EditorialSustaining motivation in the new year

It’s hard to feel motivated after a semester of hard work and tireless effort, and that’s what every spring semester feels like. Though winter break is a nice reprieve from back-to-back classes, hours of studying and a nonstop finals week, it’s no summer. It’s not enough time to fully rest, relax and forget about everything going on at Trinity. But unlike summer, we come back from winter break with the sense of newness and the...
Editorial BoardJanuary 24, 2020432 min
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It’s hard to feel motivated after a semester of hard work and tireless effort, and that’s what every spring semester feels like. Though winter break is a nice reprieve from back-to-back classes, hours of studying and a nonstop finals week, it’s no summer. It’s not enough time to fully rest, relax and forget about everything going on at Trinity.

But unlike summer, we come back from winter break with the sense of newness and the potential of transformation that comes with the new year. We have resolutions! We have goals for the next 12 months! We have assessed the past year and know how we want to do this one differently. For the most part.

But we also know that those aspirations kind of become inaccessible by month No. 3, and by summertime maybe you’ll have forgotten them entirely. It’s not that those goals have become less important; we just become surrounded by other needs that seem so much more immediate.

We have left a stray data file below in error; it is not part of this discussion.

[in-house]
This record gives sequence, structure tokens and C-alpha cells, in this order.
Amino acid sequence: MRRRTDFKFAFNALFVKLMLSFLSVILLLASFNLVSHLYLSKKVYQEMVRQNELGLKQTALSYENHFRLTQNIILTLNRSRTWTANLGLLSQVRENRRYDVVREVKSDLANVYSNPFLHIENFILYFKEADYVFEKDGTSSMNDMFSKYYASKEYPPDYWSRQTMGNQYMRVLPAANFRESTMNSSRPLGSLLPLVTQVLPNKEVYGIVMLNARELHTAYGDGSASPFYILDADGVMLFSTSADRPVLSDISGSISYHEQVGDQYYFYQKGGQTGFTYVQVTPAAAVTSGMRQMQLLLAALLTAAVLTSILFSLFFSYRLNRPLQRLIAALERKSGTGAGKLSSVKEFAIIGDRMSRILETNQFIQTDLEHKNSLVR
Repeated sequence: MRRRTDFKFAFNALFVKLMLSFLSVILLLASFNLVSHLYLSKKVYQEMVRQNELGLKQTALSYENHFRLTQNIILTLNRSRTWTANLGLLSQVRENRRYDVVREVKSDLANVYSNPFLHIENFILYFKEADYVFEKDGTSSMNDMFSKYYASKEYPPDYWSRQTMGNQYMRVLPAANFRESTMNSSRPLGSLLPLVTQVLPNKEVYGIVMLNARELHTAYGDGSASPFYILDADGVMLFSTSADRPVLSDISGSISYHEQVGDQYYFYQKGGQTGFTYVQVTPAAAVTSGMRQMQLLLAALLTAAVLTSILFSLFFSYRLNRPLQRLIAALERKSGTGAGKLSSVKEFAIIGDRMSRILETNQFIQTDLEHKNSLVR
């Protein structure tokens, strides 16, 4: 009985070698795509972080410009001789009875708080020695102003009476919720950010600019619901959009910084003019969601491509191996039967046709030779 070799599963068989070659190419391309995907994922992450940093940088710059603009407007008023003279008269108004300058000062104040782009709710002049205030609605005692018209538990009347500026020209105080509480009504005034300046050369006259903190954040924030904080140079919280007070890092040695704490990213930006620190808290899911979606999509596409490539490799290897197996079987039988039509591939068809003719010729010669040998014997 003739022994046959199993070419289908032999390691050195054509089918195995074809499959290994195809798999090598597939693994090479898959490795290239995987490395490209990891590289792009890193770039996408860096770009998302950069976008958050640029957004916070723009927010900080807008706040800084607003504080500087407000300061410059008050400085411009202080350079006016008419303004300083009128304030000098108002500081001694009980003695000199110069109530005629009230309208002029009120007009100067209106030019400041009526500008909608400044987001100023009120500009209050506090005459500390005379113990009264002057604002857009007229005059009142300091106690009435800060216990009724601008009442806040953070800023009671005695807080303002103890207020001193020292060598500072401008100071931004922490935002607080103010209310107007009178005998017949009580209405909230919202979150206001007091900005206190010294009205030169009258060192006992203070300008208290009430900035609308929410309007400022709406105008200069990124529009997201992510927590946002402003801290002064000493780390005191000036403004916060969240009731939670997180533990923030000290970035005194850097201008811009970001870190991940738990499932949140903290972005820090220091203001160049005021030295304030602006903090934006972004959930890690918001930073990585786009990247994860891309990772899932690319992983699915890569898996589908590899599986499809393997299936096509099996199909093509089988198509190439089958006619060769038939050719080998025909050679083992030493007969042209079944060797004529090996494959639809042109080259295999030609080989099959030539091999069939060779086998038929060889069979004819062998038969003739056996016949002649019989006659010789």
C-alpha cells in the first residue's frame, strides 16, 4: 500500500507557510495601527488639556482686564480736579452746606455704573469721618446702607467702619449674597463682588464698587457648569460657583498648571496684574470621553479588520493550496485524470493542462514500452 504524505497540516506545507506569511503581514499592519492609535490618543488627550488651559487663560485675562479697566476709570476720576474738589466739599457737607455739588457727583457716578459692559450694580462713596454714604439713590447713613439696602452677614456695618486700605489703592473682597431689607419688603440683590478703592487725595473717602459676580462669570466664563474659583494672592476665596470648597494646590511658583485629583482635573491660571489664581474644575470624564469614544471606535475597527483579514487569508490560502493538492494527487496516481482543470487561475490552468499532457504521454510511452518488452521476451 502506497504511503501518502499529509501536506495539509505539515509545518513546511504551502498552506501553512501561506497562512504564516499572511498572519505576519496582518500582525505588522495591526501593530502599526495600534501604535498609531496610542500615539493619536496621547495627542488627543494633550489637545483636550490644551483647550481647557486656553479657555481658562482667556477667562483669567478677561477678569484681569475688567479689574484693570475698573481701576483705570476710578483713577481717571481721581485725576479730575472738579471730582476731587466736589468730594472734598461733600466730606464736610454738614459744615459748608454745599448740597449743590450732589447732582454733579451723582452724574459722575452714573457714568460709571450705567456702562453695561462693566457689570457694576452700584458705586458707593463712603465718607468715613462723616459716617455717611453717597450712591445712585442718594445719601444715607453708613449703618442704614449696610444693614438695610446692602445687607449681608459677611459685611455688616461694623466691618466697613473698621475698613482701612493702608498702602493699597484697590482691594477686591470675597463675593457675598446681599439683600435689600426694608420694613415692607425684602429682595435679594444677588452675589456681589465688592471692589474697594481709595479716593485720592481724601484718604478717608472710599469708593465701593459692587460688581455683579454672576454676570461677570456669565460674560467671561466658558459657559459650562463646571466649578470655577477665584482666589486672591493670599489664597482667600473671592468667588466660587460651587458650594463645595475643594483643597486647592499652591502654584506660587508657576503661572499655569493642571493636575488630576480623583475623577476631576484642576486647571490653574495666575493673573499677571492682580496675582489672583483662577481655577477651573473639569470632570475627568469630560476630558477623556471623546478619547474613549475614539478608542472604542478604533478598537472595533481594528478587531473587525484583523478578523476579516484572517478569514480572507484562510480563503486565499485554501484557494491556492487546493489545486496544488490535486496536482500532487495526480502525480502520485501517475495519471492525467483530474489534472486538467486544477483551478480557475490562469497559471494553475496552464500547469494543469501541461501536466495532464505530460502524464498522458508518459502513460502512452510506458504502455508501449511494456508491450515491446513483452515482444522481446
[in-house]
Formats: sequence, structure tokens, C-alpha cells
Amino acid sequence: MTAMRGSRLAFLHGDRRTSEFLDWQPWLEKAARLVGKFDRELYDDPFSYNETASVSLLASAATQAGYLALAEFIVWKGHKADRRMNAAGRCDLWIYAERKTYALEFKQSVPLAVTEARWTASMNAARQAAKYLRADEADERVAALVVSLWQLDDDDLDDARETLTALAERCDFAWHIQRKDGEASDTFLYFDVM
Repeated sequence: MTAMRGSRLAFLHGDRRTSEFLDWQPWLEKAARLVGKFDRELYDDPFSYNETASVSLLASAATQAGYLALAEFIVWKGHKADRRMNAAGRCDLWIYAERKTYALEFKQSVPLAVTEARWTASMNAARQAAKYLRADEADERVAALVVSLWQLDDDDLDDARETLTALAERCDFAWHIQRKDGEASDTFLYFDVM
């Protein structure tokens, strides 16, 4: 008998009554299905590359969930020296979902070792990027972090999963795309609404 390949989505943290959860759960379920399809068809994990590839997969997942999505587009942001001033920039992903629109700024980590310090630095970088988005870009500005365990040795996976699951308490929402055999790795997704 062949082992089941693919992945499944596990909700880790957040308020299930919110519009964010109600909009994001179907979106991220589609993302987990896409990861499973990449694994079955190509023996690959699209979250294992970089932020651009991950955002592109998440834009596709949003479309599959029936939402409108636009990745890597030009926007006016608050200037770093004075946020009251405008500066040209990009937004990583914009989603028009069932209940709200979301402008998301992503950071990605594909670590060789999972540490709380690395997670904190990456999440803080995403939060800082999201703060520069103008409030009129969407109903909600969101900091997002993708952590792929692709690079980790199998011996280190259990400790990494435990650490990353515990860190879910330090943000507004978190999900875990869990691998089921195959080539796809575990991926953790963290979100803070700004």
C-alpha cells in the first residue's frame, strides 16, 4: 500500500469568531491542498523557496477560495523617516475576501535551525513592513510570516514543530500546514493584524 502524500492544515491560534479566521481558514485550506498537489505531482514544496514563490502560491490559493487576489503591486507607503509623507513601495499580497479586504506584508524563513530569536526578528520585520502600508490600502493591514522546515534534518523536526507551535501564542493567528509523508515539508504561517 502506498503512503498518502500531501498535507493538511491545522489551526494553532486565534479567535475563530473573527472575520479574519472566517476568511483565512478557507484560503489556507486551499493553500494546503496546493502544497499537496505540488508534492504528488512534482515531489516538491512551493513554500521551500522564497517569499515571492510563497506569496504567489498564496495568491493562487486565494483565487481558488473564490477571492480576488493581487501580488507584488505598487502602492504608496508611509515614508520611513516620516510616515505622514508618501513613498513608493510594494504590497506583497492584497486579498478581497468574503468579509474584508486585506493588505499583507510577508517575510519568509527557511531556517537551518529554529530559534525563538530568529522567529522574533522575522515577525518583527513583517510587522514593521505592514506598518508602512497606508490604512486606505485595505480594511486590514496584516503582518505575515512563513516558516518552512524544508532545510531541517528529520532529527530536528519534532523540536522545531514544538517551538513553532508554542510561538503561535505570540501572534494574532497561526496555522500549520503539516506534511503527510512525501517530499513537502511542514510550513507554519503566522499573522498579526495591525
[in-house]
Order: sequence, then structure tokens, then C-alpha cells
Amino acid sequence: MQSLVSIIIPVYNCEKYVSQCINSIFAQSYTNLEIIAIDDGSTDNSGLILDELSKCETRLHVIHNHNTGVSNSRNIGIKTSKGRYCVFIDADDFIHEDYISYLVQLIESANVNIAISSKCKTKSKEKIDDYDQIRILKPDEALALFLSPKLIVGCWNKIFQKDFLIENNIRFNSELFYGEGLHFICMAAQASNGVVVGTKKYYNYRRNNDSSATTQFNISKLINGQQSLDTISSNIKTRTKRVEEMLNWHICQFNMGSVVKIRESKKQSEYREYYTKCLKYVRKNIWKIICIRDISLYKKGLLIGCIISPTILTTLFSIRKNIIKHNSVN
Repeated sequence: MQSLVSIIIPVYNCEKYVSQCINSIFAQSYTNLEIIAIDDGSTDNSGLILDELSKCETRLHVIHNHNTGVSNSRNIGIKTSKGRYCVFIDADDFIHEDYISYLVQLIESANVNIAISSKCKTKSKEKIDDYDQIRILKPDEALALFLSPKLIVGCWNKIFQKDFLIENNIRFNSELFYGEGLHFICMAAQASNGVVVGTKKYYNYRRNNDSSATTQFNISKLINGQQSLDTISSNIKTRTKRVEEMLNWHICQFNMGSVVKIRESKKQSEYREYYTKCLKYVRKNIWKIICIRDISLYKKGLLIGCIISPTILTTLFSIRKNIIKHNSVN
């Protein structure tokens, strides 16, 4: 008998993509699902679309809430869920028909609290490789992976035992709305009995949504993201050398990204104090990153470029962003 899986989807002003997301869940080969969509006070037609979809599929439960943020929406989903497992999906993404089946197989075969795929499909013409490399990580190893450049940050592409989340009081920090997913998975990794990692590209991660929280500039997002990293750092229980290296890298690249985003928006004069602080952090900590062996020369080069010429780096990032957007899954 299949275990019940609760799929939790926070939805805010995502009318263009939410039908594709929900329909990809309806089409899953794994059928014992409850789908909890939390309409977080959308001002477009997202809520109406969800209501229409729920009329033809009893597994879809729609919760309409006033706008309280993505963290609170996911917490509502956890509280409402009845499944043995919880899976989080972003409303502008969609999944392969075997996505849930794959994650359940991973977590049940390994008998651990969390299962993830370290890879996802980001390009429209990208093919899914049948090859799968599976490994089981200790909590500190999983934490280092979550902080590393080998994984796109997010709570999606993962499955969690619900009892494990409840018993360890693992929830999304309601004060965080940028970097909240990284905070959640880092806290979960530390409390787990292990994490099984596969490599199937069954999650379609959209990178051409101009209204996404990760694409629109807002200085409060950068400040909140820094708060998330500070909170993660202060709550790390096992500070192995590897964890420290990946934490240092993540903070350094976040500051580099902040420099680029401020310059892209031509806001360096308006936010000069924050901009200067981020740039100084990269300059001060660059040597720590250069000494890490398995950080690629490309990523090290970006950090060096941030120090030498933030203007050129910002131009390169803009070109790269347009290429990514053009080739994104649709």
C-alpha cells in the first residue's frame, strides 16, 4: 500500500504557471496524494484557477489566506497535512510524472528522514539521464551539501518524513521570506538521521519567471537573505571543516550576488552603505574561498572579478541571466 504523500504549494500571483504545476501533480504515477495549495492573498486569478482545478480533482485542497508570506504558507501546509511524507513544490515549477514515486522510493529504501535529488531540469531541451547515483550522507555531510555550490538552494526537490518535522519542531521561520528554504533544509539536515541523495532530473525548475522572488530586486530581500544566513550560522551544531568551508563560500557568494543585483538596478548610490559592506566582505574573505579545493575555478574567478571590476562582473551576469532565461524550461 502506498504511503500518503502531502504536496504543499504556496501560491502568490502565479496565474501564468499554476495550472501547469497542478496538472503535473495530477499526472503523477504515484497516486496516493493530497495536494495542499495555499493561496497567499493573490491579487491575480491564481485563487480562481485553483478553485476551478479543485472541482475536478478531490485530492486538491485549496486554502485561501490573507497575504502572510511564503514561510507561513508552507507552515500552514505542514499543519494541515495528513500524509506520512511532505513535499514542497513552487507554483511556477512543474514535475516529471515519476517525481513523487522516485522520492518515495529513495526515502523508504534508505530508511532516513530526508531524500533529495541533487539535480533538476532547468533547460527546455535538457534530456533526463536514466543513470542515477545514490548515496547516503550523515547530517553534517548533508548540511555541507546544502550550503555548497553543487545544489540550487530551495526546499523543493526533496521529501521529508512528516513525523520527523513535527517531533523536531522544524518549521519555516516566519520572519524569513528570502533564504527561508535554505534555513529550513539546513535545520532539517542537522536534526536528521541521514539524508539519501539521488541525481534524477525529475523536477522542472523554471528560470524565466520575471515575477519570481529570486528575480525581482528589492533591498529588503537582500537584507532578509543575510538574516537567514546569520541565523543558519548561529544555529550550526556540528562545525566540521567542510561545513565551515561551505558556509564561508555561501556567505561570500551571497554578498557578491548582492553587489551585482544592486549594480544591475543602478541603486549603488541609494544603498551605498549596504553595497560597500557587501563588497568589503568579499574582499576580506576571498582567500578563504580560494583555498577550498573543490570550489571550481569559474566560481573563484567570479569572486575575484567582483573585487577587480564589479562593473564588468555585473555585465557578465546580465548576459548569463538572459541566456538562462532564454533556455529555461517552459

There’s the pressure of academics and jobs and a social life. Getting good grades while not overloading yourself, but doing just enough overloading to graduate (with good grades). But at the same time, a new year means a new running schedule or meditating routine or a plan to read more for yourself. By midterms, all the extra ambition that comes with New Year’s resolutions makes it hard to prioritize yourself and your future, especially when it’s much easier to marathon a TV series or scroll endlessly on your phone.

That time feels wasted and unproductive, but that shouldn’t be the case. Just because your mid-year version of rest (playing games on your phone, color-coordinating your Google calendar or any other form of slight procrastination) isn’t your ideal rest — the rest you pictured for yourself at the start of January — doesn’t mean it’s bad for you.

On page 9, our columnist Nina Loya talks about the importance of recognizing the growing pains that come with college. She emphasizes that this is a time to be kind to yourself and to recognize your personal needs. Not following through with a resolution isn’t a failure, but instead an opportunity to recognize new areas for growth. Maybe running five times a week isn’t your thing, and completing every book for that English class is just not doable.

As ambitious students surrounded by other ambitious students, it’s hard not to want to be the best. But sometimes, in a stressful environment like Trinity, your priority should be in being the best to and for yourself rather than for others.

Editorial Board

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